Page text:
K.V.J. (Kyra) van der Moezel

  • PhD student
  • Egyptology

Fields of interest

Egyptology, ancient cultures and societies, cultural relations, philology, development (linguistic, cultural, social), cognitive psychology.

PhD research

The Nature of the Workmen's Marks and Their Interaction with Writing
Part of NWO project: Symbolizing Identity: Identity marks and their relation to writing in New Kingdom Egypt
Supervisors: Ben Haring and Olaf Kaper

The project concerns the nature, the usages and functions of pictographic systems in relation to writing in societies with (restricted) literacy. The central object of research is the corpus of marks ostraca deriving from the Ramesside Theban region in general, and from the village of Deir el-Medina in particular: marks are encountered upon several hundred pottery and stone fragments and they represent the royal necropolis workmen of the New Kingdom. While several people are involved in this project, it is my task to explain the shapes of the marks found within the corpus and their affinity with writing. Was hieroglyphic writing the source of the marking system as encountered in the Ramesside Theban area? Although some of the marks can be explained as phonetic or iconic references to the names of the workmen, there are marks of a non-scribal (i.e. concrete or abstract and geometric) nature as well. These especially present considerable graphic diversity. To what extent is this graphic diversity meaningful? What is the actual mark or signifier? It will be interesting to compare the development and use of this marking system that is partly inspired by real writing with current theories on the formation of the alphabet (B. Sass 1988; F. Kammerzell 2001; O. Goldwasser 2006).

In order to investigate and to explain the shapes of the marks, palaeographic study is made of older Egyptian marking systems. In order to investigate the creation and selection of marks, I look into cognitive approaches of writing. In order to establish the nature of the marks, I pursue comparative research (e.g. medieval European masons’ marks: D. de Vries 2009). Main questions that are addressed in my research are: What is the meaning of the individual signs, and how do they convey that meaning? Are there rules behind the development and selection of the signs; how were they created or selected? To what extent can the signs be accommodated in a single model and be explained by means of the available semiotic theories? To what extent are the Theban signs universal?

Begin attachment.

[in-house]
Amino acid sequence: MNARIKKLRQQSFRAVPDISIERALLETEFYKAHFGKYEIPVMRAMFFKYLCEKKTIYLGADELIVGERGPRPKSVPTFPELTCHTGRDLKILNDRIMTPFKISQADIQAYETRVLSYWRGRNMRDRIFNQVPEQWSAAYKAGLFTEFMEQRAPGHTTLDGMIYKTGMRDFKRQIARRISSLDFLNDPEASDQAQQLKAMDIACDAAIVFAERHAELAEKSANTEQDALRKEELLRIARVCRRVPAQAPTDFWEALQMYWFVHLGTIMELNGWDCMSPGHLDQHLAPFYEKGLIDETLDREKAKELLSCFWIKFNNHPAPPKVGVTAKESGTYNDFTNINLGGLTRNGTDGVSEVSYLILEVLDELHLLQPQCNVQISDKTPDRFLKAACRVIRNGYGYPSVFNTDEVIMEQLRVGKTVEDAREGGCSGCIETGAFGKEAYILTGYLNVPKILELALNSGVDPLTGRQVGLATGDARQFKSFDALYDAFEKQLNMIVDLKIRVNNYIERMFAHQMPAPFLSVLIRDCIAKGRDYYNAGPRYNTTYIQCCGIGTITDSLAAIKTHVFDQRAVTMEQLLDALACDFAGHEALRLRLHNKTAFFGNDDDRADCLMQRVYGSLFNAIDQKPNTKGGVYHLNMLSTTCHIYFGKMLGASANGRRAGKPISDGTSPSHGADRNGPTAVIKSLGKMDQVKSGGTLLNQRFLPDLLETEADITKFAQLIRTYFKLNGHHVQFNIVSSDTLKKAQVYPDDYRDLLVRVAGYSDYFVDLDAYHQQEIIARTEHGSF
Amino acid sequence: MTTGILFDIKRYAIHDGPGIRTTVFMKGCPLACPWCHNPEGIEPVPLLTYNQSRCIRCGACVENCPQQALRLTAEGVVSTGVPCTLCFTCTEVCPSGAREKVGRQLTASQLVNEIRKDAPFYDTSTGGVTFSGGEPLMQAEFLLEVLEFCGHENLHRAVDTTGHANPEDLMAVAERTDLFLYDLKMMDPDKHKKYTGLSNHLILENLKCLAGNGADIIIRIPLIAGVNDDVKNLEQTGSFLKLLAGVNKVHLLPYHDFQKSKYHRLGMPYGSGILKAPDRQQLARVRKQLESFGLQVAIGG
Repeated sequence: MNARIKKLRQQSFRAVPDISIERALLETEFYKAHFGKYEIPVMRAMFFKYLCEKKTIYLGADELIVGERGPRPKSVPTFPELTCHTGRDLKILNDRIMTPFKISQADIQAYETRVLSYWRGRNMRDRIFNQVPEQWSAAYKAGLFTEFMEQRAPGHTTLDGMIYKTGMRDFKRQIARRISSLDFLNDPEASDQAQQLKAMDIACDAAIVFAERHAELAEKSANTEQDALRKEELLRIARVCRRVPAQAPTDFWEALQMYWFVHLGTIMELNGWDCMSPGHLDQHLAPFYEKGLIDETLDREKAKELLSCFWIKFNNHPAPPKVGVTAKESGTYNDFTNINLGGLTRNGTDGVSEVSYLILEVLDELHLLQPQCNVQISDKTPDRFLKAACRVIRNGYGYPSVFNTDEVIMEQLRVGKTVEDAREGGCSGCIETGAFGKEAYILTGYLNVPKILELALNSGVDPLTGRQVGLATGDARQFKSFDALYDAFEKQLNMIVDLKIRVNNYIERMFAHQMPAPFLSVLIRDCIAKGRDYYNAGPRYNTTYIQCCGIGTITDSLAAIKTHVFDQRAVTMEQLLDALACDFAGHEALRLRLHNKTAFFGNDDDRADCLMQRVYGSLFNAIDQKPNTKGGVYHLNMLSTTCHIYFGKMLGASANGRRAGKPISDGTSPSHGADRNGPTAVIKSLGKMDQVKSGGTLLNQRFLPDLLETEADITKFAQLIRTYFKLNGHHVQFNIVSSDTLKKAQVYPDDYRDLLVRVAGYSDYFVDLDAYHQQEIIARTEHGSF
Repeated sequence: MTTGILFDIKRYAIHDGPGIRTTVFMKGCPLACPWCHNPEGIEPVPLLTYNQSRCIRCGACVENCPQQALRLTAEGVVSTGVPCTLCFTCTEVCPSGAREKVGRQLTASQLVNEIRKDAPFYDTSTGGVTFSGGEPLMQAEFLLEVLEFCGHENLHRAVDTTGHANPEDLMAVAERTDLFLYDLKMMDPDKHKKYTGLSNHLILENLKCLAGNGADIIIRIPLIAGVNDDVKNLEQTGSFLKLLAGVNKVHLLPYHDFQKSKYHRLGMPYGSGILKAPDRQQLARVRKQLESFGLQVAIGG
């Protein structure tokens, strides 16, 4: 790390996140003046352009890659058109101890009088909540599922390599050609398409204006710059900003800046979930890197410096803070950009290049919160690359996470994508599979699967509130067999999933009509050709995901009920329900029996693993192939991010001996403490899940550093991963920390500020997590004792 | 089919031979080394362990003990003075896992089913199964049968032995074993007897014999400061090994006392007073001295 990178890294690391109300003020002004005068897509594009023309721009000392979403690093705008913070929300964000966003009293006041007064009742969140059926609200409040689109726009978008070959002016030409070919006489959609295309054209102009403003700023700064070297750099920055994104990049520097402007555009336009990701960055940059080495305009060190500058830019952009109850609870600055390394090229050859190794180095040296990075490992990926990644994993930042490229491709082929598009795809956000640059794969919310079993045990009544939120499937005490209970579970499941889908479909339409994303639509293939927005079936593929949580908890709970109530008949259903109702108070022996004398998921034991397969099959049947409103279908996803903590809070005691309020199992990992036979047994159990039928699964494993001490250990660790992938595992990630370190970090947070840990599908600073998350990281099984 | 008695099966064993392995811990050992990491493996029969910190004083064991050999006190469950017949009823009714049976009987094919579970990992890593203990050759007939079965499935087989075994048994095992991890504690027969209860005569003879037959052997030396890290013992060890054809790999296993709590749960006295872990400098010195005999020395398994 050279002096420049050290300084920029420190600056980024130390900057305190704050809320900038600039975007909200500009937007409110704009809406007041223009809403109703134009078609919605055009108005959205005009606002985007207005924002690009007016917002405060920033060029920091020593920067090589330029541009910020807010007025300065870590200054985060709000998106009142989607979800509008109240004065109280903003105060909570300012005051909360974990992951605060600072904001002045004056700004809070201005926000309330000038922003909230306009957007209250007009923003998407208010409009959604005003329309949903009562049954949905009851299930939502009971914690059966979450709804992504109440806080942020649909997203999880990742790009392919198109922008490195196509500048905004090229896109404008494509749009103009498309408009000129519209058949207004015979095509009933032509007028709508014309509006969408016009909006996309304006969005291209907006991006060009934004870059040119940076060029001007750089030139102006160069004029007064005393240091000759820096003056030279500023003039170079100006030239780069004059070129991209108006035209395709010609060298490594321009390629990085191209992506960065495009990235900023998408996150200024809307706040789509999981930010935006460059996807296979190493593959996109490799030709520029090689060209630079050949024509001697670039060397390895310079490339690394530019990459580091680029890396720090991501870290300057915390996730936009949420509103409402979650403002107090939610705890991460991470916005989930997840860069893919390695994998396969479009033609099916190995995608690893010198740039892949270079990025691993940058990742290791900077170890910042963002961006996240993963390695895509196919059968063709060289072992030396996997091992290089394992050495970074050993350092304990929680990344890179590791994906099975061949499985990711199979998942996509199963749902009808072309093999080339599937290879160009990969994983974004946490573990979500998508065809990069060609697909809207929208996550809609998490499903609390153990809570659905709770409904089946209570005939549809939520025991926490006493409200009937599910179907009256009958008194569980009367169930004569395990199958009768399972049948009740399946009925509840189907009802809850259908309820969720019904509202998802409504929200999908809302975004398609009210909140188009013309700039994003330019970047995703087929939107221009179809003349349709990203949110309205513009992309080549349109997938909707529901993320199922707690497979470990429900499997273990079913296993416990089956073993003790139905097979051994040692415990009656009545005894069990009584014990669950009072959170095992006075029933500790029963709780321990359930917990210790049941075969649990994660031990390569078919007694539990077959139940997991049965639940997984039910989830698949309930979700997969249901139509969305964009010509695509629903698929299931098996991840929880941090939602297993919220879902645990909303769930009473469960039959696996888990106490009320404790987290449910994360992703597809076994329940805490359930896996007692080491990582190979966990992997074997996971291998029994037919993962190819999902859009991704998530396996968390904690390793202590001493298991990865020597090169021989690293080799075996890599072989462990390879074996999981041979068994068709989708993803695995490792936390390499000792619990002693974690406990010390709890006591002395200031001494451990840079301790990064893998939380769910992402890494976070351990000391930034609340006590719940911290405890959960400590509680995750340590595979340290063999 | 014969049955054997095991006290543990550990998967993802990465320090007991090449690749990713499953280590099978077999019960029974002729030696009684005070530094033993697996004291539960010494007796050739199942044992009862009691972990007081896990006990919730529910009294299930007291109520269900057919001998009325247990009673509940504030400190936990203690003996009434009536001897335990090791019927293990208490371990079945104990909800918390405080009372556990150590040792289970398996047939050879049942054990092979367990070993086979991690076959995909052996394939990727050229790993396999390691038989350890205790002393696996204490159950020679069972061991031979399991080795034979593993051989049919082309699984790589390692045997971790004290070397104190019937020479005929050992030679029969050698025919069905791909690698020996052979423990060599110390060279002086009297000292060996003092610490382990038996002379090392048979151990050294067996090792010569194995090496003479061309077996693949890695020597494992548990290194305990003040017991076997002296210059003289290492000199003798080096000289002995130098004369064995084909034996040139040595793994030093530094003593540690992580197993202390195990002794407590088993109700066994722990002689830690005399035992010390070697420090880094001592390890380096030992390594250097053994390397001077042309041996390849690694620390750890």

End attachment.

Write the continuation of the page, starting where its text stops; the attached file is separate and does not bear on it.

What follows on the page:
By means of palaeographic research and comparative, semiotic and cognitive analysis, my research aims at a categorization of the individual marks, a semiotic discussion of their meaning, selection and development and a phenomenological comparison with pictographic systems in times and cultures other than New Kingdom Egypt.

Goldwasser, O.: Canaanites Reading Hieroglyphs, Ägypten & Levante 16 (2006), p. 121-160.

Kammerzell, F.: Die Entstehung der Alphabetreihe. Zum ägyptischen Ursprung der semitischen und westlichen Schriften, in: D. Borchers et al. (ed.), Hieroglyphen, Alphabete, Schriftreformen. Studien zu Multiliteralismus, Schriftwechsel und Orthographieneuregelungen (Lingua Aegyptia, Studia monographica 3), Göttingen 2001, p. 117-158.

Sass, B. : The Genesis of the Alphabet and its Development in the Second Millennium B.C. (Ägypten und Altes Testament 13), Wiesbaden 1988.

De Vries, D.J.: Signs and Symbols on Architecture. Building History in the Low Countries during the Middle Ages, in: B.J.J. Haring & O.E. Kaper (eds.),  Pictograms or Pseudo Script? Non-textual identity marks in practical use in ancient Egypt and elsewhere (Egyptologische Uitgaven 25), Leuven – Leiden 2009, p. 211-220.


2011 – present
PhD researcher at the School of Middle Eastern Studies, department of Egyptology.

2010 – 2011
Part-time course Arabic at the University of Amsterdam.

2010 – 2011
Assistant to em. Prof. Dr. J. de Roos (Hittitology, Leiden University) working on the project ‘Hittite Places’.

2008 – 2011
MPhil Classics and Ancient Near Eastern Civilizations, Leiden University.

Epigrapher and photographer with the Kellis Mammisi Team, Dakhleh Oasis Project.

2009 – 2010
Part-time course photography at the Academy of Photography, Rotterdam.

2007 – 2008
Assistant to em. Prof. Dr. J.F. Borghouts (Egyptology, Leiden University) in publishing his work Egyptian. An Introduction to the Writing and Language of the Middle Kingdom I-II.

2005 – 2008
BA Egyptology, Leiden University.


  • Assisted in: Prof. Dr. J.F. Borghouts, Egyyptian. An Introduction to the Writing and Language of the Middle Kingdom. I: Grammar, Syntax and Indexes. II: Sign Lists, Exercises and Reading Texts. Peeters – NINO, Leuven – Leiden 2010.
  • Adviser of: P. Bormans, Materialen en Technieken in het Oude Egypte (in anticipation of publication).

Last Modified: 11-12-2015